Posted by ESC on September 10, 2005
In Reply to: Out on a limb posted by Martin on September 10, 2005
: I was wondering about the source of the expression "going out on a bit of a limb". What's its definition and where does it come from?
OUT ON A LIMB - "In an exposed or dangerous position. One can surmise that the literal origin of this saying was the treed animal, which was highly vulnerable to the hunter if it got out on a limb. The saying originated in the United States and by 1897 had acquired its figurative meaning, which is seen in 'Wolfville' by A.H. Louis: 'Several of us.seein' whatever we can tie down and brand, when some Mexicans gets us out on a limb.'" From "The Dictionary of Cliches" by James Rogers (Wings Books, Originally New York: Facts on File Publications, 1985).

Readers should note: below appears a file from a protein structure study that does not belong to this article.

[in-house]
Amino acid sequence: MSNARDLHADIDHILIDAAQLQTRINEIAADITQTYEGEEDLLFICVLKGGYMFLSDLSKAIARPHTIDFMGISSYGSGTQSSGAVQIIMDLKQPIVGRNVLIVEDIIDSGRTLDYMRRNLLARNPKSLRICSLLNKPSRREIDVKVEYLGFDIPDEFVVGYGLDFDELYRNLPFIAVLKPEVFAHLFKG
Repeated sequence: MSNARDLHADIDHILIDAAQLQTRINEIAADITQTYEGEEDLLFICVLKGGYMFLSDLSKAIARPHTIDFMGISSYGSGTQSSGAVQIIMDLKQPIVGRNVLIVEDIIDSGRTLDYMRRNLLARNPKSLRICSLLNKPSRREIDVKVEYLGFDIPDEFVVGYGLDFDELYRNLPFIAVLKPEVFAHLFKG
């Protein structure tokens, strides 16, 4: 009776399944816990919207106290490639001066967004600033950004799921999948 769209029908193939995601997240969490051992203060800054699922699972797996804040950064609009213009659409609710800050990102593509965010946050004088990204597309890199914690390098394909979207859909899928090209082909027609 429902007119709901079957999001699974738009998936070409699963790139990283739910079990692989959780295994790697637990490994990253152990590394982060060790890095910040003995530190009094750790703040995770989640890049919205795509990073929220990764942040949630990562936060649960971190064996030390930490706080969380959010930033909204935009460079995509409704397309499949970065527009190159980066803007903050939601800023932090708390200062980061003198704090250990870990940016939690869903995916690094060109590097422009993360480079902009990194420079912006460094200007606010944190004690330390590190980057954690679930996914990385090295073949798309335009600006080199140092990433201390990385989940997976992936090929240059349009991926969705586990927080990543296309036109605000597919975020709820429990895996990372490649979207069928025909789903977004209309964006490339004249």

I think of the cartoon scenario where one character is out on a limb and the other character has a saw.